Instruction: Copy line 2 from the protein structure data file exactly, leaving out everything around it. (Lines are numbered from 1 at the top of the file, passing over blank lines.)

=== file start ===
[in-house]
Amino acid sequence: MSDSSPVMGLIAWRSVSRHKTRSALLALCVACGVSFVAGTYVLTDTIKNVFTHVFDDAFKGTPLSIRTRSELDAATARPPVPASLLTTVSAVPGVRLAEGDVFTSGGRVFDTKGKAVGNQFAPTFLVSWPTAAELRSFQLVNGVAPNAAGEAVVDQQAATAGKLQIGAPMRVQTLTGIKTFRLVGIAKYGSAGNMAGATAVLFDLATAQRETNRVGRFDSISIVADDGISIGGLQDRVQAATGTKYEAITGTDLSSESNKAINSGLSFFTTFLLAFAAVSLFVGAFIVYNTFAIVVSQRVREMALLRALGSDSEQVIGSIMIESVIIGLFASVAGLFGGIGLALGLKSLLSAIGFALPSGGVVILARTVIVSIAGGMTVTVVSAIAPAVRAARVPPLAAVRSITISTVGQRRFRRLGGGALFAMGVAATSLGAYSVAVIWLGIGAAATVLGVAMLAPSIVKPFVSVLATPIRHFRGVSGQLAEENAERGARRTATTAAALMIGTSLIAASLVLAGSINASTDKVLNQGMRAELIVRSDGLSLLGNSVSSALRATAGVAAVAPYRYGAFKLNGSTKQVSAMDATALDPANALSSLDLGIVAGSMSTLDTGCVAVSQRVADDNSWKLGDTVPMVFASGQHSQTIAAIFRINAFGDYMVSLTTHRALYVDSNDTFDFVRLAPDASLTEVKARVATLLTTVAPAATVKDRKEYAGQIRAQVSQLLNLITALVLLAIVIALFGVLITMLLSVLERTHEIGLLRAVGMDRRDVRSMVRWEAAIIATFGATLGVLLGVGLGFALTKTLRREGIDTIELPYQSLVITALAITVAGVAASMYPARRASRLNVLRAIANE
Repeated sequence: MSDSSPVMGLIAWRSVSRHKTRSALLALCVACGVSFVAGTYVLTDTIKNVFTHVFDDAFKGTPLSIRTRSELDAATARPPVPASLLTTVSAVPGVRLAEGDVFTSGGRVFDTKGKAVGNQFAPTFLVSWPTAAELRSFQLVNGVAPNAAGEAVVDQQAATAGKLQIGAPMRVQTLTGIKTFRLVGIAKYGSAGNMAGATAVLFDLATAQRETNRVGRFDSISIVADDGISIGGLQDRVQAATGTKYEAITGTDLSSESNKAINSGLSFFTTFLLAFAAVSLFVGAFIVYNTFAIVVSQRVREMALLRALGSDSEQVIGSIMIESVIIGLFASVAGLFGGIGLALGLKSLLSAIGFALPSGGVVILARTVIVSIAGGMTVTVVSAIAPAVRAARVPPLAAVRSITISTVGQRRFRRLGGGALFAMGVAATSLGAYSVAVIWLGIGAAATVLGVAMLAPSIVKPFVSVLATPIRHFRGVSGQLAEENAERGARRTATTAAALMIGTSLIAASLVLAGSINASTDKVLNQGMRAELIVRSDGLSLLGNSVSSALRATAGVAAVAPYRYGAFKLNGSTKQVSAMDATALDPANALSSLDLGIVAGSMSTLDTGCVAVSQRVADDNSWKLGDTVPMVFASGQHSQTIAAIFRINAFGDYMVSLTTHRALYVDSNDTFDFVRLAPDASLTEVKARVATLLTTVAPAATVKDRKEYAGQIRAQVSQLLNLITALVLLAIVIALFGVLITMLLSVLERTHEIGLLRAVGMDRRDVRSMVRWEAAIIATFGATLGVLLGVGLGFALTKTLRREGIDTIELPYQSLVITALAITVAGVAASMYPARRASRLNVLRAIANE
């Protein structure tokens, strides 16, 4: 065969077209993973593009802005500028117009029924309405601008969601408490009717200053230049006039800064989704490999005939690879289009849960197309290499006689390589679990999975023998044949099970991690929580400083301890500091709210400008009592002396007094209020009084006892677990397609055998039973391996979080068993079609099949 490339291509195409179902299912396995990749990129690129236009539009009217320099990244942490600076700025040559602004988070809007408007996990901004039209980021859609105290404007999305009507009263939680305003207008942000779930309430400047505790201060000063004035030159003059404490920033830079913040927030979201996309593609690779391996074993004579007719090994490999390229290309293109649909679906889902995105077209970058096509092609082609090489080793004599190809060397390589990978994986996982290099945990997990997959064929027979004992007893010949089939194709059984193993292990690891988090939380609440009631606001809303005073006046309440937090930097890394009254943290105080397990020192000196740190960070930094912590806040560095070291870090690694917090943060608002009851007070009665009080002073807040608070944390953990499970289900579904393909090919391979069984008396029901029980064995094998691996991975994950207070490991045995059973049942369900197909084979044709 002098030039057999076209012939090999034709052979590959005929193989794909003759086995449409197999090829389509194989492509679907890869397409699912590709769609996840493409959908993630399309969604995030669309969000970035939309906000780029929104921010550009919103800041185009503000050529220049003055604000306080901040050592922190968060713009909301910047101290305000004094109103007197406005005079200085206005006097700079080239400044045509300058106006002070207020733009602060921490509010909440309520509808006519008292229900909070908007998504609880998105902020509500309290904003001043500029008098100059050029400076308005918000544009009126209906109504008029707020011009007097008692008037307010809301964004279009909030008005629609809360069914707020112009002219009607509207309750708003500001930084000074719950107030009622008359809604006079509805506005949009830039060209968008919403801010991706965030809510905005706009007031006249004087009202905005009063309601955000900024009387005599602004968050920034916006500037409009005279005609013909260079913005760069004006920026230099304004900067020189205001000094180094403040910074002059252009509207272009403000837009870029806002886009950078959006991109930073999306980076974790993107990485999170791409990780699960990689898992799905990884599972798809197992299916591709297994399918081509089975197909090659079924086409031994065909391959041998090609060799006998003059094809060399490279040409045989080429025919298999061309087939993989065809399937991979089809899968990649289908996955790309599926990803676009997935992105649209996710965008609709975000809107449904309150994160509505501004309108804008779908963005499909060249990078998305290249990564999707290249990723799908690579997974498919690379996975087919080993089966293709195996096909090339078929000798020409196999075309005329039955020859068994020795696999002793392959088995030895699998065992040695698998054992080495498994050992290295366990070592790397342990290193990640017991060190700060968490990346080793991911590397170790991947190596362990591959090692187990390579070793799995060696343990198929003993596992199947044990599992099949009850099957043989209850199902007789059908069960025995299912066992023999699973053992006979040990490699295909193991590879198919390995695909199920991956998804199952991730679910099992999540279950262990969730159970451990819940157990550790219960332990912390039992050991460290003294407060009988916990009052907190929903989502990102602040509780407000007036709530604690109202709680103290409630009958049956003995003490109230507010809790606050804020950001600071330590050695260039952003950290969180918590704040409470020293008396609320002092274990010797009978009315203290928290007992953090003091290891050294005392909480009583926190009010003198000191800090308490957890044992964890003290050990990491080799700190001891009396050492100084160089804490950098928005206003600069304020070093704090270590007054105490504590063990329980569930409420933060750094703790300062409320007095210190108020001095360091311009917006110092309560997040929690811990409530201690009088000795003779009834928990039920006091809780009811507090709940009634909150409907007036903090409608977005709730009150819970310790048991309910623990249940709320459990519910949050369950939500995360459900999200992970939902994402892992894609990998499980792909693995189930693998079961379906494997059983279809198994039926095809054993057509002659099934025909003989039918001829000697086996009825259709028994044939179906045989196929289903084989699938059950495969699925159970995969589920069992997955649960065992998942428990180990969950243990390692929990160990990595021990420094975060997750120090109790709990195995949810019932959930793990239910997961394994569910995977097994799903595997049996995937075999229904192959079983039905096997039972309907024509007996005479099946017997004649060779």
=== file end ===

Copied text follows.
Amino acid sequence: MSDSSPVMGLIAWRSVSRHKTRSALLALCVACGVSFVAGTYVLTDTIKNVFTHVFDDAFKGTPLSIRTRSELDAATARPPVPASLLTTVSAVPGVRLAEGDVFTSGGRVFDTKGKAVGNQFAPTFLVSWPTAAELRSFQLVNGVAPNAAGEAVVDQQAATAGKLQIGAPMRVQTLTGIKTFRLVGIAKYGSAGNMAGATAVLFDLATAQRETNRVGRFDSISIVADDGISIGGLQDRVQAATGTKYEAITGTDLSSESNKAINSGLSFFTTFLLAFAAVSLFVGAFIVYNTFAIVVSQRVREMALLRALGSDSEQVIGSIMIESVIIGLFASVAGLFGGIGLALGLKSLLSAIGFALPSGGVVILARTVIVSIAGGMTVTVVSAIAPAVRAARVPPLAAVRSITISTVGQRRFRRLGGGALFAMGVAATSLGAYSVAVIWLGIGAAATVLGVAMLAPSIVKPFVSVLATPIRHFRGVSGQLAEENAERGARRTATTAAALMIGTSLIAASLVLAGSINASTDKVLNQGMRAELIVRSDGLSLLGNSVSSALRATAGVAAVAPYRYGAFKLNGSTKQVSAMDATALDPANALSSLDLGIVAGSMSTLDTGCVAVSQRVADDNSWKLGDTVPMVFASGQHSQTIAAIFRINAFGDYMVSLTTHRALYVDSNDTFDFVRLAPDASLTEVKARVATLLTTVAPAATVKDRKEYAGQIRAQVSQLLNLITALVLLAIVIALFGVLITMLLSVLERTHEIGLLRAVGMDRRDVRSMVRWEAAIIATFGATLGVLLGVGLGFALTKTLRREGIDTIELPYQSLVITALAITVAGVAASMYPARRASRLNVLRAIANE